- Robert Reich,  Beyond Outrage, 2012

 In Beyond Outrage Reich also pointed out that "Conservatives" don't conserve much.  He wrote they are regressives who want to return to a time when very few were very, very well-off and most had to struggle to make a living, often in dangerous, unhealthy conditions.

He didn't spell it out in detail but "conservatives" sure don't want to conserve resources, clean air, or even a well-functioning government.  "Conservatives" are certainly "liberal" in interpreting the Constitution to their ends, "liberal" at "throwing money" at the military, and "liberal" in awarding generous compensation to those at the top of large corporations, even those who really screw up the company.

Monday, October 10, 2016

Quote of the Day: TV viewers vs. newspaper readers

"Yes, I know, people should be paying more attention [to candidates climate change plans or lack thereof]— but this nonetheless tells us how easy it is for voters who rely on TV news or don’t read stories deep inside the paper to miss what should be a central issue in this campaign."

- Paul Krugman, "What About the Planet", New York Times, 2016-10-07,

Why you should vote

“But when all is said and done, Jefferson has beliefs, Burr has none.”
- Lyric from "Hamilton" on Hamilton not liking either candidate but choosing Jefferson.

Quoted by Paul Anderson, retired Minnesota Supreme Court Judge and life-long Republican in "This Lifelong Republican is voting for Clinton".


If you don’t vote, you have only yourself to blame

Originally published in
Reader Weekly
October 28, 2004

The U.S. is still considered a democracy.  The word comes from the Greek demos for people and kratein for rule.  It means the people rule.  If you don’t vote, how can you rule?

Democracy has been interpreted as majority rule.  But no president has ever been elected by a majority of the adult population.  Before the 1860’s few blacks could vote.  Before 1920 few women could vote (Wyoming territory being the exception in 1869).  Since 1932 the voter turnouts have never been greater than sixty-three percent (1).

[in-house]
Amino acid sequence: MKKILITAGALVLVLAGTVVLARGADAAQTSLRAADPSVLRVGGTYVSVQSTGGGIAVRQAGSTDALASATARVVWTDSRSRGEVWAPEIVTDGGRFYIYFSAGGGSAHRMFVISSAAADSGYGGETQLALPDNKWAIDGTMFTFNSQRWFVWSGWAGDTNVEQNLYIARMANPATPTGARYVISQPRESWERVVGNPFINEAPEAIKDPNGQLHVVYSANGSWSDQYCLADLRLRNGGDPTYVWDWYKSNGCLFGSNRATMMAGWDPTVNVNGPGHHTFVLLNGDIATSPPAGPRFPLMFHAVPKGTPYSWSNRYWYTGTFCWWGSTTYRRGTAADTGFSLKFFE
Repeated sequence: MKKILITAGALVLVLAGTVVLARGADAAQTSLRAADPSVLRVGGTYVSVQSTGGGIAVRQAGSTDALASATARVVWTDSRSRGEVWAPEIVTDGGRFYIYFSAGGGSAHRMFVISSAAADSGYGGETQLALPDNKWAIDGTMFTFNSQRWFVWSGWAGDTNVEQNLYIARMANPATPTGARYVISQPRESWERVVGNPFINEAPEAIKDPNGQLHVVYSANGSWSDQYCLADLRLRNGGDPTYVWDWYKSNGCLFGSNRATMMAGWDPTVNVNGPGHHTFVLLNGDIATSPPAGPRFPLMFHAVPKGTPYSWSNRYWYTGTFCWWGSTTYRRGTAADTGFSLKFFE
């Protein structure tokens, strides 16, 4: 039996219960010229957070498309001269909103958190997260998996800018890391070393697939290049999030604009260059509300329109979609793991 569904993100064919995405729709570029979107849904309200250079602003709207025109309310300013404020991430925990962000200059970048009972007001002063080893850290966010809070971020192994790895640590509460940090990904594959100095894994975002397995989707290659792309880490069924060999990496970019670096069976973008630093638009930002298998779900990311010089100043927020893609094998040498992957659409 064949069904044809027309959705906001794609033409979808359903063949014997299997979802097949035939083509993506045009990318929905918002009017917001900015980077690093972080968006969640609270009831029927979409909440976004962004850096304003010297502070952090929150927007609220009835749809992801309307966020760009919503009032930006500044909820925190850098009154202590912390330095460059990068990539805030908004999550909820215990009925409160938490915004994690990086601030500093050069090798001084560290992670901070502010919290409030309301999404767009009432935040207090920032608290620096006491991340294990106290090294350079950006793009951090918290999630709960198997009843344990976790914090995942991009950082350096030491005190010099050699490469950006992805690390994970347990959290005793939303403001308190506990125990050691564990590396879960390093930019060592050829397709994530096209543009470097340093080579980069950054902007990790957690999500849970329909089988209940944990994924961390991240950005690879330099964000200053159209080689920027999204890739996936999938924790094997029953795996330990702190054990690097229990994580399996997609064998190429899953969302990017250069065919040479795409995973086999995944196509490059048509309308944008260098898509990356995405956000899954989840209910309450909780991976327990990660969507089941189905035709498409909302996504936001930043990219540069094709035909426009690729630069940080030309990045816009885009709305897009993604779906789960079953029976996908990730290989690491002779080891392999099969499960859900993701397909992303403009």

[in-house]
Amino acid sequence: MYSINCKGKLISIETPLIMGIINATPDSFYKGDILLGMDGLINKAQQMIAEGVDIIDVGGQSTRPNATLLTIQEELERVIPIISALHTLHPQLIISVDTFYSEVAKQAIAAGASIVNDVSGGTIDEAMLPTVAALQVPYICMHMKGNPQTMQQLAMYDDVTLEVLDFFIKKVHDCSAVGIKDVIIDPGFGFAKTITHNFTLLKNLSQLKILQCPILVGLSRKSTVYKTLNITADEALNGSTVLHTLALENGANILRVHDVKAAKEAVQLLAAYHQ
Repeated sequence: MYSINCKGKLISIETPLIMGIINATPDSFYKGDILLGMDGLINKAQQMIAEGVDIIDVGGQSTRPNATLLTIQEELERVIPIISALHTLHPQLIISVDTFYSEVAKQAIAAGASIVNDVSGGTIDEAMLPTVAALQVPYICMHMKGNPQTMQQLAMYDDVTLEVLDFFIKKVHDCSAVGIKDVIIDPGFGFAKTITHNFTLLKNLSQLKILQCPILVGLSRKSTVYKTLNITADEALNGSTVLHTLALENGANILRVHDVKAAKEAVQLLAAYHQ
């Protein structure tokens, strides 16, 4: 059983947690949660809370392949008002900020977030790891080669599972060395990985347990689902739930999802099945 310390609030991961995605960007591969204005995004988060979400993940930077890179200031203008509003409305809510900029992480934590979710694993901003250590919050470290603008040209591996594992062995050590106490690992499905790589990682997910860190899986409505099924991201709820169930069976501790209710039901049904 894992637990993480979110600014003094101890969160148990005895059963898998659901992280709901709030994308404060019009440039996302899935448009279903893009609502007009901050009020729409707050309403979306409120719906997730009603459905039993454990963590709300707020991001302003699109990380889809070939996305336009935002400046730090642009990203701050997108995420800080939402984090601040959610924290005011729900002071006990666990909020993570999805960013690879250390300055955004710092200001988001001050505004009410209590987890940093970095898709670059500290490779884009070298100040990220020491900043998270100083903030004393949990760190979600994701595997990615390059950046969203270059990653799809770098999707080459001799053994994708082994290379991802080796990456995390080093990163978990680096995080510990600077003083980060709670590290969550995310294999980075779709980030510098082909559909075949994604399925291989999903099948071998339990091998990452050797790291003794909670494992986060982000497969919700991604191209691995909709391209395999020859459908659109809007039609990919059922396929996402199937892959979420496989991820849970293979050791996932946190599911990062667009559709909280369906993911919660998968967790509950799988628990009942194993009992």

That high was in 1960 when John F. Kennedy won with 34,227,096 votes to Richard M. Nixon’s 34,108,546, a difference of 118,550.  However, over 40 million people did not vote!  More people stayed away than voted for either candidate. (2)

Ronald Reagan supposedly had a landslide victory in 1980 over Jimmy Carter.  The voter turnout was less than 53 percent.  If you consider that less than 28 percent of the eligible voters voted for Ronald Reagan, he did not have a mandate.  Almost twice as many people stayed away as voted for Jimmy Carter.

Bill Clinton had five million votes more than Bob Dole in 1992 but the turnout was 55 percent.  Fewer voters might have shown up if Ross Perot hadn’t run and won almost 20 million votes, more than half of those that went to Bob Dole.  Even then 84 million people stayed away, giving Bill Clinton a plurality of 27 percent, a lower plurality than Ronald Reagan who also had a three-way race.